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Tool angle in the toolpost

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  • Tool angle in the toolpost

    I must have finished my 3rd book on how to run a lathe and every single one shows the old lantern post holding a "toolholder" with a bit angled up at the work piece yet everytime I see a guy actually machining stuff nowdays they are using a QCTP, turret holder or something similar. Do we take this into account when grinding toolbits? What I'm asking is, when grinding toolbits, the ones shown in the old books, show a certain amount of back and side rake yet there is even more back rate in the equation when you mount it into the old toolhoder. What gives?

    Like the old How to run a lathe book, I ground all my cutters the same yet I don't use an old toolhoder and post so the cutter engages the work at much less of an angle than shown in the books.

    Kenrinc-

  • #2
    Ken,

    Some of those old books show tool angles that account for the holders "pointed up" position. The reason for this holder angle was that it made the HSS tool bits stronger since one didn't have to grind so deep to achieve the proper back rake. I think Armstrong holders had something like 8 degrees but even this will vary since each lathe may be a little different depending on how the holder met center. You'll need to determine the "actual" angle for your lathe. If you're grinding your bits for a flat holder - then to have the same tool cutting property as the book's - the additonal angle must be added. Some of the old books gave the angle needed, and it was up to you to subtract the angle of the holder. Double check your chart.

    One thing to remember, tool bits that have very high positive angles require much less horsepower to cut a chip. They also don't need as much rigidity in a lathe to avoid chatter. Down side, they dull faster.

    Quick-change tool holders, in my opinion, are designed for carbide tool bits that don’t need the high positive angles of HSS. I have noticed that people who make their own quick-change holders for HSS tools will angle the slot for the bit up as the old Armstrong holders did. This is especially necessary if one uses آ¼ inch HSS bits. If one uses larger bits, the angle for the holder is not quite as important since the bits are inherently stronger and will not be affected as much when the proper cutting angle is gound in.

    Personally, on the smaller lathes, I like the old post and rocker system since I can use the very inexpensive آ¼ inch HSS bits.

    Once you learn the "how" and "why" a certain bit must be shaped for the desired material and cut, it really doesn't matter what holder is available. You’ll know how to compensate for it!

    ___________________________



    [This message has been edited by Mike Burdick (edited 01-19-2005).]

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    • #3
      Thanks Mike! Since I'm about to start a project which includes 8 new toolholders for my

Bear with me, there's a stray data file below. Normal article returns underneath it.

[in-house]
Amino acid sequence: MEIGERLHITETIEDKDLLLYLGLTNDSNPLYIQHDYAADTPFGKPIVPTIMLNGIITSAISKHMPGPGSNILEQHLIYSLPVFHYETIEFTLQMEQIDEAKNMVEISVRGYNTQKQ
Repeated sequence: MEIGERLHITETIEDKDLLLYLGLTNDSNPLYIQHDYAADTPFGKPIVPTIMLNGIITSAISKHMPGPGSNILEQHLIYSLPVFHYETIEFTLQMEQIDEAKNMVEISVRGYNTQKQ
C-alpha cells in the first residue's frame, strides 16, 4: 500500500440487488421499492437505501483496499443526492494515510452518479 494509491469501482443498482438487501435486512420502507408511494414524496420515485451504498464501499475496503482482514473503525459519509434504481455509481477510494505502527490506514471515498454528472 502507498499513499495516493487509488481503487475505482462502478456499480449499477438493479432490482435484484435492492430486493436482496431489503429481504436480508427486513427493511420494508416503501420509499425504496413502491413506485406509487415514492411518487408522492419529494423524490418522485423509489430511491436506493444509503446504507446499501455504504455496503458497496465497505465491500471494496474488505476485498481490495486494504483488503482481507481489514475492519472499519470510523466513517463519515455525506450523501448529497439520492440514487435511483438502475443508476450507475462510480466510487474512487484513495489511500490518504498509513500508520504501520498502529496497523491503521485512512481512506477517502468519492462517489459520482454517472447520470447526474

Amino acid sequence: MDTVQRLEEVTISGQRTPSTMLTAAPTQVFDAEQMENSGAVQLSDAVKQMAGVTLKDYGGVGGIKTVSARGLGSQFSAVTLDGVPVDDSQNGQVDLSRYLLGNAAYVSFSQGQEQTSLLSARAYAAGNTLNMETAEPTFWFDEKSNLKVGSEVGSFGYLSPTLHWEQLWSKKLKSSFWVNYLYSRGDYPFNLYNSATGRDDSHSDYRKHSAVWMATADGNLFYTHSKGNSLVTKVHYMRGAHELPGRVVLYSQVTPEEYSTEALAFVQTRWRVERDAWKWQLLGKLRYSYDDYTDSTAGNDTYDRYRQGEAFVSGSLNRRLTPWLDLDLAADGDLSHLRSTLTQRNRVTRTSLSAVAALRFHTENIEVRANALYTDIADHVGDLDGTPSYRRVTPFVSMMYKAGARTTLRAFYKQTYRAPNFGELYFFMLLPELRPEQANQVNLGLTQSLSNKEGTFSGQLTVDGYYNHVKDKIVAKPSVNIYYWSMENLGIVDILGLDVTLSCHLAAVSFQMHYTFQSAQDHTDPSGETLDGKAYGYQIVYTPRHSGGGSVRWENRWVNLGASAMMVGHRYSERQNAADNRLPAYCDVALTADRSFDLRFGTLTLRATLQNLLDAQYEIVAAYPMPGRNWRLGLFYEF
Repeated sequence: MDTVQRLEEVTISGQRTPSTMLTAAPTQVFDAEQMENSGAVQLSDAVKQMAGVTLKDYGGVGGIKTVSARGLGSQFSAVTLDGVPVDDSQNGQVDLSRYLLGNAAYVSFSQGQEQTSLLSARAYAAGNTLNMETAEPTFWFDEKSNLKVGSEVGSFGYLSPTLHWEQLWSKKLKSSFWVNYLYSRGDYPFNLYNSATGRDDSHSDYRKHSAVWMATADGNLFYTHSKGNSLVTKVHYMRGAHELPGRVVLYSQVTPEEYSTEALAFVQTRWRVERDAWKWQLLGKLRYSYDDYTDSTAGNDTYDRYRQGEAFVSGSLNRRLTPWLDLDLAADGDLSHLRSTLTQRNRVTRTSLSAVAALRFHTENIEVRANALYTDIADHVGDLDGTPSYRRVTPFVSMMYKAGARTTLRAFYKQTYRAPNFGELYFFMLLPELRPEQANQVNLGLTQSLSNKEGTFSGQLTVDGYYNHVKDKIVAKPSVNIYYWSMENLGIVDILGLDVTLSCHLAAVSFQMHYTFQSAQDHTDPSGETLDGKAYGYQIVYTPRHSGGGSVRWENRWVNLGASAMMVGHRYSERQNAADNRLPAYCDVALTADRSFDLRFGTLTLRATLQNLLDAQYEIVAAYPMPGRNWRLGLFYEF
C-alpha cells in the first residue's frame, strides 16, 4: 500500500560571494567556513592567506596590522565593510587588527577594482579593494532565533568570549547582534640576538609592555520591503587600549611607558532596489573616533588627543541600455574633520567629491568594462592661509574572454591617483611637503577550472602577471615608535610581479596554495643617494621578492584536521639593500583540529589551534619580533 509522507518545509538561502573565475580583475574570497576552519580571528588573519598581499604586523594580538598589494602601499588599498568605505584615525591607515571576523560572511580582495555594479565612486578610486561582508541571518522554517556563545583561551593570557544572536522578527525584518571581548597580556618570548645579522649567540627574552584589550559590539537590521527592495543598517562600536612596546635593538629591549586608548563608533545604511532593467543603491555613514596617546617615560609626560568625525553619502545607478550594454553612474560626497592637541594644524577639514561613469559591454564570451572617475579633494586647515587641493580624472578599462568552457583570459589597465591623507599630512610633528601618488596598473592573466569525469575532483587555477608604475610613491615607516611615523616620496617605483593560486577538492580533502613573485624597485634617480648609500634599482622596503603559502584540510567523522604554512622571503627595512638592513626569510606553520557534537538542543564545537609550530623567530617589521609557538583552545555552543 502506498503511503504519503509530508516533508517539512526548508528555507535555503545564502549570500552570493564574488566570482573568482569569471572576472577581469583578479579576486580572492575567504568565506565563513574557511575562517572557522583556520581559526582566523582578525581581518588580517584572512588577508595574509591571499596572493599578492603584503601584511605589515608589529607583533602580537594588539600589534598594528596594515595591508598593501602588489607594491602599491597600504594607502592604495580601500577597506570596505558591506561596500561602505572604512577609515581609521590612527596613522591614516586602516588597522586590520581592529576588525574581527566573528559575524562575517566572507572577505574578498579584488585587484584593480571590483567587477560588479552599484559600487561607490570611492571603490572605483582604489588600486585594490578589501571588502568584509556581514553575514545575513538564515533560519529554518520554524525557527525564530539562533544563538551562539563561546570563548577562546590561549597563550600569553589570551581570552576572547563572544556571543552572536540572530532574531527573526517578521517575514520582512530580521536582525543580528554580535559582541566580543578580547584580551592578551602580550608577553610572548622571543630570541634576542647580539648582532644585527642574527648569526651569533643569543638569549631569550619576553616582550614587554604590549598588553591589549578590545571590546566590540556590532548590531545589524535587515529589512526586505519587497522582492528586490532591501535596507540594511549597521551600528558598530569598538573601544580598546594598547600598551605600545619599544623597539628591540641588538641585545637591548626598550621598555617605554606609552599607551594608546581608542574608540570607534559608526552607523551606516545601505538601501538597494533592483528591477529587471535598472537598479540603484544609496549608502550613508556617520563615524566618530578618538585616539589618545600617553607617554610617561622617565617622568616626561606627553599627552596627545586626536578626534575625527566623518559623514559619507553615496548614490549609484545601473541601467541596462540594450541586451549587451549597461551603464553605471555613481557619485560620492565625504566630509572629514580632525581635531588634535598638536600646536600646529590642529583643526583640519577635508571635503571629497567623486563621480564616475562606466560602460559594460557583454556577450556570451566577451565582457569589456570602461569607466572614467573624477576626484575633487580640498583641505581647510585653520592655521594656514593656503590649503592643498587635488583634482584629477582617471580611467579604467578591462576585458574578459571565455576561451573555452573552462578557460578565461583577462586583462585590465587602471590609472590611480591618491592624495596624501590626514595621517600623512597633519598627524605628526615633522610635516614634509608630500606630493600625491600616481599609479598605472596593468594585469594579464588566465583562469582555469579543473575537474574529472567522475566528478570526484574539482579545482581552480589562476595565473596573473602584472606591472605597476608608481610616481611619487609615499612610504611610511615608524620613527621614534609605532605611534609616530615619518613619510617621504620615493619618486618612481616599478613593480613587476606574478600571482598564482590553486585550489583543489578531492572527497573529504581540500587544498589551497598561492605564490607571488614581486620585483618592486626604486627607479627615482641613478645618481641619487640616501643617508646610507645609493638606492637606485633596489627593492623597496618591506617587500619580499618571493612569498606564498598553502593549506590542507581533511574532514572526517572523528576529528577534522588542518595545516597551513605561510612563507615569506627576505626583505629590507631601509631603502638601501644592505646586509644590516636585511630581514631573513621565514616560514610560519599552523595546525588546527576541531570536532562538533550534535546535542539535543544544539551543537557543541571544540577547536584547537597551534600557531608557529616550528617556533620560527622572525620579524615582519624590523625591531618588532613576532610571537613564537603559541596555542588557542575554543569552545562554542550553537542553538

QCTP I think I'll try the toolbit angle trick as I prefer the 1/4" bits myself but alas I have been using 3/8" up to this point.

      Ken

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      • #4
        When I made my QC tool post and holders, I compromised on 5/16" bits as my normal size. They are somewhat larger than 1/4" and therefore somewhat stronger. The price is not that much higher.

        I mount the bits horizontal and grind in whatever angle is required. I have never broken a bit but then I usually take light to medium cuts.

        Paul A.
        Paul A.
        SE Texas

        And if you look REAL close at an analog signal,
        You will find that it has discrete steps.

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        • #5
          This is my own personal opinion, you can take it for what it is worth. I think the reason the old style Armstrong holders for lantern style tool posts are angled is so that when resharpening the bit you can grind all sides of the tool and still have the tool form in the same relationship to the top, side and bottom surfaces of the bit. Personally I hate lantern tool posts almost as much as I hate 3 jaw lathe chucks. No wait hate is too strong a word. Change that to dislike
          Forty plus years and I still have ten toes, ten fingers and both eyes. I must be doing something right.

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          • #6
            This is a tool holder that I made and use with good success. It does not have the acute angle of the Armstrong High Speed Tool Holders. I use it with High Speed Steel and carbide tooling as well.

            [This message has been edited by happy02 (edited 01-22-2005).]

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            • #7
              On Modern Quick Change Toolholders with straight horizontal slots, you need to grind a "positive" top rake on the HS tool for the 8 degree angle.
              On the latern posts, they only had to grind the sides/front , although putting in a slanted top side relief was common.

              So what I am saying is that there is less grinding required on latern post tooling. But QC has such diversity and ridgidity, its hard for me to ever go back.

              If you want minimal grinding, use a Diamond style tool holder( not the jewel!) for HS..where only one surface of a HS bit needs to be ground,and it cuts fantastically
              Green Bay, WI

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